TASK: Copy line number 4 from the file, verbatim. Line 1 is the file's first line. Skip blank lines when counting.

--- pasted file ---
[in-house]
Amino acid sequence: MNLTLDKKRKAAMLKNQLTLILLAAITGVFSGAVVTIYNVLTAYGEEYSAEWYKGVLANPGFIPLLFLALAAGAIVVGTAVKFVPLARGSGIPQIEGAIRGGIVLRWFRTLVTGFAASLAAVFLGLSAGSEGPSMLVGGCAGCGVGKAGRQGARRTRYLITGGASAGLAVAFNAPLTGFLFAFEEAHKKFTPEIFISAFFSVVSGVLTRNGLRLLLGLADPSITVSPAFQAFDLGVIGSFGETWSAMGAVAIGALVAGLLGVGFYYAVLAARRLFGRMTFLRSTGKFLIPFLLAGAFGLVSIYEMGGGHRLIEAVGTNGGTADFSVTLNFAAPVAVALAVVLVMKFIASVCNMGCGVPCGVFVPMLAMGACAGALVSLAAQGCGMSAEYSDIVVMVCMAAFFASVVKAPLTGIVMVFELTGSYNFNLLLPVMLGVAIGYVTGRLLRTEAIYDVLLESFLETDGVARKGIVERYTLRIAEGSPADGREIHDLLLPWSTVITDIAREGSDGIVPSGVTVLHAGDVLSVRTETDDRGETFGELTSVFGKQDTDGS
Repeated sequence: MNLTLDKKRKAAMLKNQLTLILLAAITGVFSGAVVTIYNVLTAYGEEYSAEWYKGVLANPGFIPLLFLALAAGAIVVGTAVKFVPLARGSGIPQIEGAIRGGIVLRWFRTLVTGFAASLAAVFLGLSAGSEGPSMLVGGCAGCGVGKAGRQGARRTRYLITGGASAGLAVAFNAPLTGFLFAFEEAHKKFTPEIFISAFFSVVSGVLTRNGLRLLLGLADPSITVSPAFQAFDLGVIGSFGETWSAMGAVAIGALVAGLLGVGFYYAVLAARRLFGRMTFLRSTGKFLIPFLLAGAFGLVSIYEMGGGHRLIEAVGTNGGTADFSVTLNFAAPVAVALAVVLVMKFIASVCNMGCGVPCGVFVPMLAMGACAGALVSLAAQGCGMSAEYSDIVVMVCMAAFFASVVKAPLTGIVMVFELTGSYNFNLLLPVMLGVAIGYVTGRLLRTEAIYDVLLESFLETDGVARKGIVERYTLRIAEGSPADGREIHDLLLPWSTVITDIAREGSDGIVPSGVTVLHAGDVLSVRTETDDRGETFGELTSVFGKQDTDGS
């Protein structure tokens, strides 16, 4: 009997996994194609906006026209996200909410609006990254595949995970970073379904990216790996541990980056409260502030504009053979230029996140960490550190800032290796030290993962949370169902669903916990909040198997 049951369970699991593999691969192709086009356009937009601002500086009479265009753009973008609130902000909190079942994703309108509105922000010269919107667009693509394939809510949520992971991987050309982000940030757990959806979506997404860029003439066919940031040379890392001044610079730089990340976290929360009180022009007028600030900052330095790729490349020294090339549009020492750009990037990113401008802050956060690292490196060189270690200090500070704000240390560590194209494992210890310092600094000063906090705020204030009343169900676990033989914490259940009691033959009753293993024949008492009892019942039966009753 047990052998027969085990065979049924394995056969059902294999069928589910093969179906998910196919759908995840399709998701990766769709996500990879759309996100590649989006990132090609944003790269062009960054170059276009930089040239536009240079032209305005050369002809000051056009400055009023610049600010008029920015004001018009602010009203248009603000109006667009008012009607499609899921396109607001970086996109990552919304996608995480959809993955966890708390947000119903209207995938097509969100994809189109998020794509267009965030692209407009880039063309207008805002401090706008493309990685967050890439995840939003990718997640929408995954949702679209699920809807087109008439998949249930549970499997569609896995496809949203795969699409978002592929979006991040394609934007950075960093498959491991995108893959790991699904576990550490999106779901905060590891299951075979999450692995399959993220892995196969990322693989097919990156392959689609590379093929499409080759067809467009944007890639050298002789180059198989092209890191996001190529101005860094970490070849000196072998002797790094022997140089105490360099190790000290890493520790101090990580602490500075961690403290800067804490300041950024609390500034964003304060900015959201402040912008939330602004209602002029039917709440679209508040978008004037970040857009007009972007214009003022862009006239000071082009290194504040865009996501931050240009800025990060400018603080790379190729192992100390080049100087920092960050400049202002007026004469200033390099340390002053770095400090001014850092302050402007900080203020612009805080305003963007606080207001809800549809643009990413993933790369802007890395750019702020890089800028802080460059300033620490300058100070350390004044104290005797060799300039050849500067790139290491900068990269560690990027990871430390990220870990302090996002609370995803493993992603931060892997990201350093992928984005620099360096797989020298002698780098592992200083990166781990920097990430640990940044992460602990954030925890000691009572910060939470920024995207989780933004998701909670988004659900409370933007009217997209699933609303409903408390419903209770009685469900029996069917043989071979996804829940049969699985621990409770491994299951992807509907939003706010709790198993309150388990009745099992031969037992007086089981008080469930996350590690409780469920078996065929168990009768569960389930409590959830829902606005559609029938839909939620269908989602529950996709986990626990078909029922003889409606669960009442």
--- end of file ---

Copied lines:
């Protein structure tokens, strides 16, 4: 009997996994194609906006026209996200909410609006990254595949995970970073379904990216790996541990980056409260502030504009053979230029996140960490550190800032290796030290993962949370169902669903916990909040198997 049951369970699991593999691969192709086009356009937009601002500086009479265009753009973008609130902000909190079942994703309108509105922000010269919107667009693509394939809510949520992971991987050309982000940030757990959806979506997404860029003439066919940031040379890392001044610079730089990340976290929360009180022009007028600030900052330095790729490349020294090339549009020492750009990037990113401008802050956060690292490196060189270690200090500070704000240390560590194209494992210890310092600094000063906090705020204030009343169900676990033989914490259940009691033959009753293993024949008492009892019942039966009753 047990052998027969085990065979049924394995056969059902294999069928589910093969179906998910196919759908995840399709998701990766769709996500990879759309996100590649989006990132090609944003790269062009960054170059276009930089040239536009240079032209305005050369002809000051056009400055009023610049600010008029920015004001018009602010009203248009603000109006667009008012009607499609899921396109607001970086996109990552919304996608995480959809993955966890708390947000119903209207995938097509969100994809189109998020794509267009965030692209407009880039063309207008805002401090706008493309990685967050890439995840939003990718997640929408995954949702679209699920809807087109008439998949249930549970499997569609896995496809949203795969699409978002592929979006991040394609934007950075960093498959491991995108893959790991699904576990550490999106779901905060590891299951075979999450692995399959993220892995196969990322693989097919990156392959689609590379093929499409080759067809467009944007890639050298002789180059198989092209890191996001190529101005860094970490070849000196072998002797790094022997140089105490360099190790000290890493520790101090990580602490500075961690403290800067804490300041950024609390500034964003304060900015959201402040912008939330602004209602002029039917709440679209508040978008004037970040857009007009972007214009003022862009006239000071082009290194504040865009996501931050240009800025990060400018603080790379190729192992100390080049100087920092960050400049202002007026004469200033390099340390002053770095400090001014850092302050402007900080203020612009805080305003963007606080207001809800549809643009990413993933790369802007890395750019702020890089800028802080460059300033620490300058100070350390004044104290005797060799300039050849500067790139290491900068990269560690990027990871430390990220870990302090996002609370995803493993992603931060892997990201350093992928984005620099360096797989020298002698780098592992200083990166781990920097990430640990940044992460602990954030925890000691009572910060939470920024995207989780933004998701909670988004659900409370933007009217997209699933609303409903408390419903209770009685469900029996069917043989071979996804829940049969699985621990409770491994299951992807509907939003706010709790198993309150388990009745099992031969037992007086089981008080469930996350590690409780469920078996065929168990009768569960389930409590959830829902606005559609029938839909939620269908989602529950996709986990626990078909029922003889409606669960009442």